Fifty years ago, the United States and the Soviet Union conducted the only significant national space programs, and only a small number of commercial entities were involved in space activities. Since then, the space sector has grown to include more countries, and it has diversified to integrate technologies and innovations from other sectors. Private funding for space-based ventures has increased dramatically over the past decade, and there has been a rapid growth of a private space sector, which now includes familiar companies such as SpaceX, as well as less familiar but equally innovative ones, such as Planet Labs and Spire, among others. As a result, major parts of the space sector are changing, from being largely driven by government and several large commercial enterprises to being more segmented—and therefore more open to participants—and globally integrated. These changes are electrifying for many people, raising new hope that the vision of incorporating the solar system into the economic sphere may finally be feasible. But the changes are wrenching for the old guard that created and nurtured the first government-led wave of the space enterprise. What do these trends mean for the US government agencies and departments that spend in excess of $40 billion annually on space-based activities? This talk will explore the globalizing and democratizing landscape of space.
Dr. Bhavya Lal leads strategy, technology assessment, and policy studies and analyses at the IDA Science and Technology Policy Institute (STPI) for the White House Office of Science and Technology Policy (OSTP), the National Space Council, and Federal space-oriented organizations including NASA, the Department of Defense, and the Intelligence Community. She has applied her expertise in engineering systems and innovation theory and practice to topics in space, with particular focus on commercial activities related to small satellites, space nuclear power, on-orbit servicing assembly and manufacturing, human exploration, and space science.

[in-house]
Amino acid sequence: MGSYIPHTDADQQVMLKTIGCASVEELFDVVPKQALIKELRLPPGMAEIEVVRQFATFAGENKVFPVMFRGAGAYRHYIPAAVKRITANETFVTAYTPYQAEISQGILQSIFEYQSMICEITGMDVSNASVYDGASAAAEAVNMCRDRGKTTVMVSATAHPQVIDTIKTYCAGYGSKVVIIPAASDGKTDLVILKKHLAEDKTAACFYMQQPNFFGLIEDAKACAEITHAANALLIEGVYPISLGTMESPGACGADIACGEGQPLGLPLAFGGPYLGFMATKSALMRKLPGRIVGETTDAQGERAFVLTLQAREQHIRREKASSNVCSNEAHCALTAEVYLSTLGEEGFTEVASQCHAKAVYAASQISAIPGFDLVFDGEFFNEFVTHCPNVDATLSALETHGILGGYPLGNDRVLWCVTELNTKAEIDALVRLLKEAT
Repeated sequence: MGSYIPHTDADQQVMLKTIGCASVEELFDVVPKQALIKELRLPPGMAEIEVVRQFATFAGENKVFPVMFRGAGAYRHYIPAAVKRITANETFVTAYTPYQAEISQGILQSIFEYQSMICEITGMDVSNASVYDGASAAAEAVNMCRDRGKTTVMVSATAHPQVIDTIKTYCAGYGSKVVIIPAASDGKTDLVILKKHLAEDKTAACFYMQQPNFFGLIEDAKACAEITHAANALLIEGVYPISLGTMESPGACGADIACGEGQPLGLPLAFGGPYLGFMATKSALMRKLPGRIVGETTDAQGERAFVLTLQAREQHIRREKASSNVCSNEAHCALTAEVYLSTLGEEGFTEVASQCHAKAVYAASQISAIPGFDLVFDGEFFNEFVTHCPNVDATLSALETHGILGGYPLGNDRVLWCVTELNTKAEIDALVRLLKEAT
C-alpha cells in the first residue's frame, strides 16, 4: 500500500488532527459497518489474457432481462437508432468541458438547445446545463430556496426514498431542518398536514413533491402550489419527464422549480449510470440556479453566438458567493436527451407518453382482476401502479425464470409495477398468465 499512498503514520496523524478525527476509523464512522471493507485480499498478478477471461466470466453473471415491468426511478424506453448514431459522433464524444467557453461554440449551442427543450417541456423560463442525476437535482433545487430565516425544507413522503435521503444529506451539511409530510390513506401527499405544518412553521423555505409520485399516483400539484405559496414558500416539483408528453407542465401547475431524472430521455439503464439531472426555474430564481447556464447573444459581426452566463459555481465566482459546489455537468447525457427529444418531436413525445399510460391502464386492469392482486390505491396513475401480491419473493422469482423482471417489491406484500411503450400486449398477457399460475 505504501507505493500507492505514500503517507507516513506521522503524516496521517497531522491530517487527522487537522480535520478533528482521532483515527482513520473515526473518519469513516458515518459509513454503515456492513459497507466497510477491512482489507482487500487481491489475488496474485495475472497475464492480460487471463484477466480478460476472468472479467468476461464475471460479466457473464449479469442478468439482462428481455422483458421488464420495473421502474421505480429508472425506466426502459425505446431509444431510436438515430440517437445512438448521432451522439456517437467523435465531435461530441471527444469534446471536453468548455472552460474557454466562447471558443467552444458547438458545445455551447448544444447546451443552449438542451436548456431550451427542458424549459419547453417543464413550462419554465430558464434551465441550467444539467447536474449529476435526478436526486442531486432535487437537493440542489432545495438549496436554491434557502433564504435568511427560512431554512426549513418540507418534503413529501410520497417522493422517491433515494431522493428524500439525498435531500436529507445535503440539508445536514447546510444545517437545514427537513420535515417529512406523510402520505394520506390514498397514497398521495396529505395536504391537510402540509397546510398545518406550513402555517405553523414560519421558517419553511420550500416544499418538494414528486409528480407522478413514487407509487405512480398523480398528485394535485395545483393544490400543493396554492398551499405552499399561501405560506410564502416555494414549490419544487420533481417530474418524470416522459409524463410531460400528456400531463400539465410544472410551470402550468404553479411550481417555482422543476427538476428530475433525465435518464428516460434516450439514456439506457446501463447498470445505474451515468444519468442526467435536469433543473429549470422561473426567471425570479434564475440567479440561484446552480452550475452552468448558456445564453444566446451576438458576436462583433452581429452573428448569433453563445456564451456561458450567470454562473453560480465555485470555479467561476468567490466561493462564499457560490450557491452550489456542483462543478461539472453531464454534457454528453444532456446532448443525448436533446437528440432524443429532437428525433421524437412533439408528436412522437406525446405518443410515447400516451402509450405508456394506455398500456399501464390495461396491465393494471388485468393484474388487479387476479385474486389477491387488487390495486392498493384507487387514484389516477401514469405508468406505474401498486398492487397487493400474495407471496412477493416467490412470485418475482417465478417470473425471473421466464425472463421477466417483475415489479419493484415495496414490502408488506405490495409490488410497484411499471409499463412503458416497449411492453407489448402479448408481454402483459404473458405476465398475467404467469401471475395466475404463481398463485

She is currently serving on a National Academy of Science (NAS) committee on assessing the relative merits of infrared vs. visual observations by a space-based telescope to detect and characterize asteroids that might prove an existential risk to life in Earth. She recently co-chaired a NAS Committee on the State of U.S. Electronic Parts Radiation Testing Infrastructure for Space Applications, and was previously vice-chair of the NAS committee on Achieving Science Goals with CubeSats, and member of the NAS committee on 3D Printing in Space. She is serving a second term on the NOAA Advisory Committee on Commercial Remote Sensing (ACCRES), and participated on the UN Committee on Space Research (COSPAR) to develop an international scientific roadmap for small satellites. She co-organizes a seminar series on space history and policy with the Smithsonian National Air and Space Museum. She co-founded and is co-chair of the policy track of American Nuclear Society’s annual conference on nuclear and emerging technologies for space.
Before joining STPI, Dr. Lal was president of C-STPS LLC, a science and technology policy research and consulting firm. Prior to that, she was the Director of the Center for Science and Technology Policy Studies at Abt Associates. Dr. Lal holds B.S. and M.S. degrees in nuclear engineering from the Massachusetts Institute of Technology (MIT), a second M.S. from MIT’s Technology and Policy Program, and a Ph.D. in Public Policy and Public Administration from George Washington University.